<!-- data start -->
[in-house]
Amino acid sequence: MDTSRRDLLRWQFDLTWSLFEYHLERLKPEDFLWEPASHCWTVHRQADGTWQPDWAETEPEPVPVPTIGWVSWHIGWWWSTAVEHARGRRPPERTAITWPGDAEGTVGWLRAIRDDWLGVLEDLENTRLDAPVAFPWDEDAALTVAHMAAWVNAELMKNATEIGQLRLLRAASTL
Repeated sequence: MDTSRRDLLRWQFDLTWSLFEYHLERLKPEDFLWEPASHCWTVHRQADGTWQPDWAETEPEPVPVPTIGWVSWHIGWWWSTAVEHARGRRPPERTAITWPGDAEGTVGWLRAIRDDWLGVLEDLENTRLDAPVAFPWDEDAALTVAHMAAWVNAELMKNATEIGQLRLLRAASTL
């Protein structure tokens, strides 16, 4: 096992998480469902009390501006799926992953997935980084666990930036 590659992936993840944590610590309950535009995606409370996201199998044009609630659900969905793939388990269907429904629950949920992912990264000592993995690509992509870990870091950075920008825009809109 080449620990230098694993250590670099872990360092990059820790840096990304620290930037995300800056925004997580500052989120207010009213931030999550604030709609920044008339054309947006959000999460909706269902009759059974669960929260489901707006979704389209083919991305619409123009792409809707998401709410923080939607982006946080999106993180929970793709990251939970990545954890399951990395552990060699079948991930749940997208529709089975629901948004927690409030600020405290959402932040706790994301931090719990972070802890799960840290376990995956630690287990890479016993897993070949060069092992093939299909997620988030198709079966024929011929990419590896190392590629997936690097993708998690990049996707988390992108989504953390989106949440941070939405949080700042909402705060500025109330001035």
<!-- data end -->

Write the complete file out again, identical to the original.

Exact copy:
[in-house]
Amino acid sequence: MDTSRRDLLRWQFDLTWSLFEYHLERLKPEDFLWEPASHCWTVHRQADGTWQPDWAETEPEPVPVPTIGWVSWHIGWWWSTAVEHARGRRPPERTAITWPGDAEGTVGWLRAIRDDWLGVLEDLENTRLDAPVAFPWDEDAALTVAHMAAWVNAELMKNATEIGQLRLLRAASTL
Repeated sequence: MDTSRRDLLRWQFDLTWSLFEYHLERLKPEDFLWEPASHCWTVHRQADGTWQPDWAETEPEPVPVPTIGWVSWHIGWWWSTAVEHARGRRPPERTAITWPGDAEGTVGWLRAIRDDWLGVLEDLENTRLDAPVAFPWDEDAALTVAHMAAWVNAELMKNATEIGQLRLLRAASTL
């Protein structure tokens, strides 16, 4: 096992998480469902009390501006799926992953997935980084666990930036 590659992936993840944590610590309950535009995606409370996201199998044009609630659900969905793939388990269907429904629950949920992912990264000592993995690509992509870990870091950075920008825009809109 080449620990230098694993250590670099872990360092990059820790840096990304620290930037995300800056925004997580500052989120207010009213931030999550604030709609920044008339054309947006959000999460909706269902009759059974669960929260489901707006979704389209083919991305619409123009792409809707998401709410923080939607982006946080999106993180929970793709990251939970990545954890399951990395552990060699079948991930749940997208529709089975629901948004927690409030600020405290959402932040706790994301931090719990972070802890799960840290376990995956630690287990890479016993897993070949060069092992093939299909997620988030198709079966024929011929990419590896190392590629997936690097993708998690990049996707988390992108989504953390989106949440941070939405949080700042909402705060500025109330001035």